This documentary won the Sundance Grand Jury award for Best Documentary earlier this year, and seeing as how it’s an election year in the USA, it’s easy to see why this hit such a nerve and regaled audiences who screened the film. It follows how the American Legion chapter in Texas sends a whole bunch of 16 and 17-year old boys to the Boys State debate event in the state capital. There they learn about government, and practice politics, staging mock elections for State Governor after being split up into Nationalists and Federalists and taking sides on topical issues and causes. If you watched The Politician on Netflix, think of this as the real life version of the examination of young individuals ready to see politics as their future.



We follow the ‘careers’ of boys who run for party chairman and as governors. Beyond the calculation and in-fighting, the documentary becomes an incisive study of how principles and belief in the issues soon take a back seat to personality, popularity, and winning. The idealism that accompanies so many of them as they embark on this weekend in the state capital quickly becomes exercises in cynicism and hard-boiled self-preservation. In many ways, this becomes an eye-opener to the kind of person who enters politics, and succeeds. In a telling manner, the documentary’s closing credits even follow our boys to what they were up to a year later. These are the young Republicans in the flesh, and it’s a bullseye warning to how these future politicians are created.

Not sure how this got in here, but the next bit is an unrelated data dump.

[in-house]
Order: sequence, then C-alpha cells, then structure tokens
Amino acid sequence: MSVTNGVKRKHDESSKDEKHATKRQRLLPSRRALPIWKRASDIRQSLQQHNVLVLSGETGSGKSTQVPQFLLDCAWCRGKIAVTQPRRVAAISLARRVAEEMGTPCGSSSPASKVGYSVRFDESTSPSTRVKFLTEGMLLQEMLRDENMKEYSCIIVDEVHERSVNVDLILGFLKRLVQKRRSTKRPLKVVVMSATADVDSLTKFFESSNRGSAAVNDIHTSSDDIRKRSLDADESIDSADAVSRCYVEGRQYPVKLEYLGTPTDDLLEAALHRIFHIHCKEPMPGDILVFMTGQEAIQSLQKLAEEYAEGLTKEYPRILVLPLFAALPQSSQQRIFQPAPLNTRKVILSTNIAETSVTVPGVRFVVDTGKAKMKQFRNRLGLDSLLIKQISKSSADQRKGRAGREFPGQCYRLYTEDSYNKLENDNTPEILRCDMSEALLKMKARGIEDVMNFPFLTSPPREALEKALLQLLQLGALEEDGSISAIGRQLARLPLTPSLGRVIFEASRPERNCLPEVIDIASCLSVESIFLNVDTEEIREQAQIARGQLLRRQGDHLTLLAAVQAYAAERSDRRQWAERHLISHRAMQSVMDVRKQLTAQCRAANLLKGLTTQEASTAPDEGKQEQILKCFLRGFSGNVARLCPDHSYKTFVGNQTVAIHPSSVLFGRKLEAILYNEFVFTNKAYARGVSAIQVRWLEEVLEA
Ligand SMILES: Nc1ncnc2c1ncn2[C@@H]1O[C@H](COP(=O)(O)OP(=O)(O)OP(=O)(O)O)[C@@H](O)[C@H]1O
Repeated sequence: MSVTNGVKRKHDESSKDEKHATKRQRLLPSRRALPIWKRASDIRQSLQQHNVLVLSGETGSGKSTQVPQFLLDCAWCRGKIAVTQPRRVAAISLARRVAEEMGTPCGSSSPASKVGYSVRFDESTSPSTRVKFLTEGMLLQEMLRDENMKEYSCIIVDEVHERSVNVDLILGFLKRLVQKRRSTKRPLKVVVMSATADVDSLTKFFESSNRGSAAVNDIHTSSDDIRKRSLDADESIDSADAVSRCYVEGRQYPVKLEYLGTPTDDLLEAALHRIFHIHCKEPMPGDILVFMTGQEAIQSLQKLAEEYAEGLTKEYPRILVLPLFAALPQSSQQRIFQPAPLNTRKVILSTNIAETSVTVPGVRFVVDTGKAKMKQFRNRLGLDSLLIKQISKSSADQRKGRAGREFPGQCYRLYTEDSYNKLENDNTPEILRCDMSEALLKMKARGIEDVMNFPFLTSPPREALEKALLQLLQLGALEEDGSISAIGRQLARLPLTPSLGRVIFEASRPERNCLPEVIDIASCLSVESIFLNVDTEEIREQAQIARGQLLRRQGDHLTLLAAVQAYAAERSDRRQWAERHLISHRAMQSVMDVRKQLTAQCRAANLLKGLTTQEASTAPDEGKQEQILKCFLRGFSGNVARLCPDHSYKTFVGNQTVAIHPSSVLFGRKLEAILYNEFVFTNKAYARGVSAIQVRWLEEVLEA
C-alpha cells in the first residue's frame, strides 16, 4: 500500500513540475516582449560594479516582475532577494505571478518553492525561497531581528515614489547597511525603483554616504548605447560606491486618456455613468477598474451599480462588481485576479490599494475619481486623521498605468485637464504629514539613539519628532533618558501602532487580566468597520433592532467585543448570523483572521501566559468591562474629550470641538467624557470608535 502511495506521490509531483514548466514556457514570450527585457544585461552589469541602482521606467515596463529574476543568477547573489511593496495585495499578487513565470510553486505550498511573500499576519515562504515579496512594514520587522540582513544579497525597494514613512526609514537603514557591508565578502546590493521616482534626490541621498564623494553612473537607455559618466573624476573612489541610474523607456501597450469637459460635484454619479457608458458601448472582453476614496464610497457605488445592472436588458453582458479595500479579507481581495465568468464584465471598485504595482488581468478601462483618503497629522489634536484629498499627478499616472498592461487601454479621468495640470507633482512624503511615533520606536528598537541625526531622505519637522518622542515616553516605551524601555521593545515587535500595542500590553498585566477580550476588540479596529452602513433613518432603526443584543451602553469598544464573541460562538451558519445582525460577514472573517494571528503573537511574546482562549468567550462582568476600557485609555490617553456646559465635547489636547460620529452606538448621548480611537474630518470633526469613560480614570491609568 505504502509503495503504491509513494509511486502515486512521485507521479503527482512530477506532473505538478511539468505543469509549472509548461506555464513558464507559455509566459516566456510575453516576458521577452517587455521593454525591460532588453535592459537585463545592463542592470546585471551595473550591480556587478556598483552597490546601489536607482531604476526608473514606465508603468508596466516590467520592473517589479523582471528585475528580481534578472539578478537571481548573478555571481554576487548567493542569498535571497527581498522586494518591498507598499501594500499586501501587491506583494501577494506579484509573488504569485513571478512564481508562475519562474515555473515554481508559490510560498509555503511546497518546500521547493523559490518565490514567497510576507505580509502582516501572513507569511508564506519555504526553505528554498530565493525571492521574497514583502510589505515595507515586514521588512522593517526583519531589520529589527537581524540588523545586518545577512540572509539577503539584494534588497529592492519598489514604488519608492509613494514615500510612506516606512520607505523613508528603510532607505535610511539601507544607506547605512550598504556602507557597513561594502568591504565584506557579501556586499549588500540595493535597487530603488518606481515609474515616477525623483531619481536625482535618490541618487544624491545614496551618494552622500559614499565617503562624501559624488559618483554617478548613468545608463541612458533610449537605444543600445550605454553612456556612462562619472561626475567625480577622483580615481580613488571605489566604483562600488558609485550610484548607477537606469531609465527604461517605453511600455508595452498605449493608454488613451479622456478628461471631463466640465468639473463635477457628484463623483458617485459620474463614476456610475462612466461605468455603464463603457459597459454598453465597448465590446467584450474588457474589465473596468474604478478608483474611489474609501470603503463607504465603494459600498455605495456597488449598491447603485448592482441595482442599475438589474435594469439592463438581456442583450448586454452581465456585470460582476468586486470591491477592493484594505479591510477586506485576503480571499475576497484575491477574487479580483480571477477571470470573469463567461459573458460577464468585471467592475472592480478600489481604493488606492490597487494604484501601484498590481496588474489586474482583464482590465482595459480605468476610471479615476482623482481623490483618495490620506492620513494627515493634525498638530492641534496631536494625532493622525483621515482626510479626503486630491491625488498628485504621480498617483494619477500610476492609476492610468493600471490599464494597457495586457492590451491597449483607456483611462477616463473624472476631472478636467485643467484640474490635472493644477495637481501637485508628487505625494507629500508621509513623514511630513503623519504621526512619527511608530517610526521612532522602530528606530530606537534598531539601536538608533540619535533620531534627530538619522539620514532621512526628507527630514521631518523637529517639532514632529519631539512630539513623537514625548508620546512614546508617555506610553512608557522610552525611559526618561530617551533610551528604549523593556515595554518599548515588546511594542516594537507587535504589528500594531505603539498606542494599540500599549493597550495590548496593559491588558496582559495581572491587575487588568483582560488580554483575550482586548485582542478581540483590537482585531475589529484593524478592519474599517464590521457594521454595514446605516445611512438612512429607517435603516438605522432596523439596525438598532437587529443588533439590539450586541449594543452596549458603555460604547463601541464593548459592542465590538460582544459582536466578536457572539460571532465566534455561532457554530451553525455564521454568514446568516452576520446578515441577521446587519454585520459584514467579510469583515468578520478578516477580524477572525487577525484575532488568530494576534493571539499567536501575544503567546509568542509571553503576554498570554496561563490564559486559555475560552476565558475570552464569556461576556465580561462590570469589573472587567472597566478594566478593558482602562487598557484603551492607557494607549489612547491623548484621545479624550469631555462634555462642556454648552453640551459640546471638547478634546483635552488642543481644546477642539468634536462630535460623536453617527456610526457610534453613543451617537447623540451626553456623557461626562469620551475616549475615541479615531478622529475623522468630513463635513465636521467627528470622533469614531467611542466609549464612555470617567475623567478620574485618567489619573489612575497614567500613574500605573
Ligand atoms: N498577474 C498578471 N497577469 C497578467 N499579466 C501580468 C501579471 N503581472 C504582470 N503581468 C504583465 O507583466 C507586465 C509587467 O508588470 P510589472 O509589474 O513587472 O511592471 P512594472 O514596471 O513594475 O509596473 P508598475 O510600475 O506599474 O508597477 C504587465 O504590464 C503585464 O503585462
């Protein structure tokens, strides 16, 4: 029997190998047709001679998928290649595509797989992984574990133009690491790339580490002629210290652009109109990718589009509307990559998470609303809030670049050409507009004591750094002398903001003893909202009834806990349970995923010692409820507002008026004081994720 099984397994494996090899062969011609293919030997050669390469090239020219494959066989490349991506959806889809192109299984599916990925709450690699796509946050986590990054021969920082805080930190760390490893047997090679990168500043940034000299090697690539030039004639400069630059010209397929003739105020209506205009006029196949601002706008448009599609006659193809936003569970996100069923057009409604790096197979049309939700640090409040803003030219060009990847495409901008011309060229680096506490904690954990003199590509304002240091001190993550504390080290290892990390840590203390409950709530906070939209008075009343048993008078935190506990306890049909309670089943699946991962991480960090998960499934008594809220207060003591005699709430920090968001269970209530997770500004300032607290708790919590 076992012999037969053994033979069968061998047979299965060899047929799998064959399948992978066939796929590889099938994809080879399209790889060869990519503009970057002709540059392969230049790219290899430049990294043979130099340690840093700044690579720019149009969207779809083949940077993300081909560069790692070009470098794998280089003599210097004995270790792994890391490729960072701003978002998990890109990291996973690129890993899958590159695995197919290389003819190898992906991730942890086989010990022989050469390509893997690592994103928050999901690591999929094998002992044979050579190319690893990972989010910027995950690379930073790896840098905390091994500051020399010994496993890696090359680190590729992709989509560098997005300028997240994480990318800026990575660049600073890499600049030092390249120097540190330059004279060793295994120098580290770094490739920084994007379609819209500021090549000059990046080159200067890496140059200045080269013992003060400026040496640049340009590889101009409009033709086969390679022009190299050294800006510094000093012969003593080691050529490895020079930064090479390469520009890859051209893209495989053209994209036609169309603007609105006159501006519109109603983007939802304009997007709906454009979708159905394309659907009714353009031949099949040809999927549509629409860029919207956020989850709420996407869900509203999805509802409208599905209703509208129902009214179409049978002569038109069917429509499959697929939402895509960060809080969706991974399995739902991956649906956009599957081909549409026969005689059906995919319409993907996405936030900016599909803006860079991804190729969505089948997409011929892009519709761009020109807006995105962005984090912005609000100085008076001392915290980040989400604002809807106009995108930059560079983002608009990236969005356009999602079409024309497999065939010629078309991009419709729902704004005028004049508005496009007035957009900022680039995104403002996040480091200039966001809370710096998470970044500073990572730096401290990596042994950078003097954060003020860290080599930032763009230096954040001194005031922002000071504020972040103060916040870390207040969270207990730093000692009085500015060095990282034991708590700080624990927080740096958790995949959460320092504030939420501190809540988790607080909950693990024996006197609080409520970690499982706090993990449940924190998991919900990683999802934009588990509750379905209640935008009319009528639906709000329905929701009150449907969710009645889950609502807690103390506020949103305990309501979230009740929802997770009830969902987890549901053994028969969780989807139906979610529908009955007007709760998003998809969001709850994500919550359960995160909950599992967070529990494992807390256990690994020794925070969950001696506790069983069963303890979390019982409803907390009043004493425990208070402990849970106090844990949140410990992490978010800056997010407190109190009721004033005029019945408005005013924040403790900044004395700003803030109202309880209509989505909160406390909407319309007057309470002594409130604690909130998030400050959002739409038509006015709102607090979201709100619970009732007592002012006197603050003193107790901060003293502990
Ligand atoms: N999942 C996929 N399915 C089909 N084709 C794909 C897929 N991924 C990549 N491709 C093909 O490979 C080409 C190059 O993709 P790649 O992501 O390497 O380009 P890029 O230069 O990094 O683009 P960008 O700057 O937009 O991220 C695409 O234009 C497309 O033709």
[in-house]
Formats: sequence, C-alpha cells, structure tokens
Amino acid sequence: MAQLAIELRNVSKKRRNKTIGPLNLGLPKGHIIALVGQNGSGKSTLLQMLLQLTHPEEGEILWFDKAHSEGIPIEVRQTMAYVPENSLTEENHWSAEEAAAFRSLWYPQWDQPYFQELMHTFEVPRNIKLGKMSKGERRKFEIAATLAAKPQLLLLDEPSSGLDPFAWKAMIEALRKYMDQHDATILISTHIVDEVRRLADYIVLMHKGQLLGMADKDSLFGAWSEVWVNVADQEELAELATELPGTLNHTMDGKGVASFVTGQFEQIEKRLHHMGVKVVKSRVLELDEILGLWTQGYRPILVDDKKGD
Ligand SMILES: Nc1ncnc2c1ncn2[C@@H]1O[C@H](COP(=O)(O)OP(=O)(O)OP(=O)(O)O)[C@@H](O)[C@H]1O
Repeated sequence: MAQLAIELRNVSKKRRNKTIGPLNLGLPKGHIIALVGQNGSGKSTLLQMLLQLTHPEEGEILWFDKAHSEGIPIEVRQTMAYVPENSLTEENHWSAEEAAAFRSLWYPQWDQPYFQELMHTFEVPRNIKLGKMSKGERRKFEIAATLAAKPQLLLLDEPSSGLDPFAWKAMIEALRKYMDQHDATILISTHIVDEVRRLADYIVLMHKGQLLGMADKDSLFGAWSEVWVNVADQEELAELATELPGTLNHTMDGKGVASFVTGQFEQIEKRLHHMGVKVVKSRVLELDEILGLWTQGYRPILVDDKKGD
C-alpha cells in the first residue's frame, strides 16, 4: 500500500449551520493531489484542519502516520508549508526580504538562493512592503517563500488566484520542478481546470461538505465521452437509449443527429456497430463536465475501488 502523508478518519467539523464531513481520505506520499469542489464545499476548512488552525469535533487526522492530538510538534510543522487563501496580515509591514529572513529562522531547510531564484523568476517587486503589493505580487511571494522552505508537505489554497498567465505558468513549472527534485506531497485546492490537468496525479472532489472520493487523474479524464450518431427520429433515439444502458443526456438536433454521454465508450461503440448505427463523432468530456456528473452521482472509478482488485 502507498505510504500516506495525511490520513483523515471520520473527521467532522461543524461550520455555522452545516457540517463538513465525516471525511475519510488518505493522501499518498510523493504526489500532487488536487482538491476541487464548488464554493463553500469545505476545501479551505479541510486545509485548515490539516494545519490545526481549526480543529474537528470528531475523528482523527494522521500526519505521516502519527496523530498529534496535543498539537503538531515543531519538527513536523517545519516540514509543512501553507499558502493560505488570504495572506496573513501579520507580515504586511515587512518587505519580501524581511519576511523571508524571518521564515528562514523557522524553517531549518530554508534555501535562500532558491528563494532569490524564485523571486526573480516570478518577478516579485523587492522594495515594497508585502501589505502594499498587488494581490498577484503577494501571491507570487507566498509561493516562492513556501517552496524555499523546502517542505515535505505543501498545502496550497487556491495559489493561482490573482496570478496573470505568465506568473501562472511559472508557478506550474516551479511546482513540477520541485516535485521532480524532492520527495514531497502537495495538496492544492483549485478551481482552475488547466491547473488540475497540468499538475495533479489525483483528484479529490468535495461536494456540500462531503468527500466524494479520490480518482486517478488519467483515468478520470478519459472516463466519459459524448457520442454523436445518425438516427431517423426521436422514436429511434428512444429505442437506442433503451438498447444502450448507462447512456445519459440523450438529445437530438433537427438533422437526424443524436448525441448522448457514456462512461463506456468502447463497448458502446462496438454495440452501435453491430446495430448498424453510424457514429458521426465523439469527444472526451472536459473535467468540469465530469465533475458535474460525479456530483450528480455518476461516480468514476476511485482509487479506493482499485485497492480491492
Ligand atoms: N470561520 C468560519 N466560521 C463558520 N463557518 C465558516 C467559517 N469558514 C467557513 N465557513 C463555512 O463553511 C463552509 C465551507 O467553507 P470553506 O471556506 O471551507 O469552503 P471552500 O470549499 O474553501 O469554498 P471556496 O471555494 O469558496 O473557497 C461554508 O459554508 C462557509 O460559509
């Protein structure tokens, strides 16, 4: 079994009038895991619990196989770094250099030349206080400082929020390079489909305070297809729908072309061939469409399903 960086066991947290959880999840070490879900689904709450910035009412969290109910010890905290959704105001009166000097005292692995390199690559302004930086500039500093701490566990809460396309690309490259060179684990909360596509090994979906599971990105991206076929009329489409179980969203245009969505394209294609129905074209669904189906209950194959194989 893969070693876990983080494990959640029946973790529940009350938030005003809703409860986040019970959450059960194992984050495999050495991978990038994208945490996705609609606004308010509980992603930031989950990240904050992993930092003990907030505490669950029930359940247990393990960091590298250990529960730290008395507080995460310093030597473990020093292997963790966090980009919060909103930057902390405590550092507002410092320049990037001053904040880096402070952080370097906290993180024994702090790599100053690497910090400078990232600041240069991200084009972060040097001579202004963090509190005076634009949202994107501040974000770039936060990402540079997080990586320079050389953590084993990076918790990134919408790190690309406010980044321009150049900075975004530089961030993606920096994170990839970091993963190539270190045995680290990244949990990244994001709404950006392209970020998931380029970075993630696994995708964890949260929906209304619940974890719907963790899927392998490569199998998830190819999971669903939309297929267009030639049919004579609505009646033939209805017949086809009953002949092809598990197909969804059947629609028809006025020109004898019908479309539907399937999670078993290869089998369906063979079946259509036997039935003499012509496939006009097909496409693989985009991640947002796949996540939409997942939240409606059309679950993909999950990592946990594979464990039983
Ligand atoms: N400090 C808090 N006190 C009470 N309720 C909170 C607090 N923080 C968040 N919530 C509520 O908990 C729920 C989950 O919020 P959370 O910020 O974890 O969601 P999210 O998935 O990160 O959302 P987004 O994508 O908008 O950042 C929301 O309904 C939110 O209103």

The King of Staten Island (On-Demand services)

Directed by Judd Apatow; with a script that SNL regular Pete Davidson based on his real-life experiences; the premise of this shaggy dog, offbeat comedy could very well be answering the question of what would Davidson, who stars, be doing if he hadn’t stumbled into comedy. At one point, it’s a love poem for Staten Island, the New York borough that everyone forgets even exists—unlike Manhattan, Brooklyn, Queens, and the Bronx. While Staten Island has often been used in films but acting as a substitute for another place; as the film points out hilariously, it was last used as Staten Island in The First Purge. As Scott, Davidson uses the fact that his father was a fireman who tragically died during 9/11, and that he genuinely still lives on Staten with his mother; as points of reference for this emotionally crippled character, who’s our fractured protagonist.



Beyond Davidson as Scott, the film shines because Apatow has smartly surrounded Scott with interesting characters and a genuinely sympathetic cast. Marisa Tomei plays the widowed mother, and Maude Apatow (Judd’s daughter) is Scott’s sister, Claire. Ray (Bill Burr) is the fireman who starts dating Scott’s Mom after the crazy situation of confronting the mother after Scott tried practicing his tattooing skills on Ray’s 9-year old son. Bel Powley as Kelsey, Scott’s sometime girlfriend, is terrific, and you’ll love it when she says Scott looks like an anorexic panda—in a loving way. Some may find it goes on for too long; but there’s a very genuine feel to the film that rewards the patient viewer.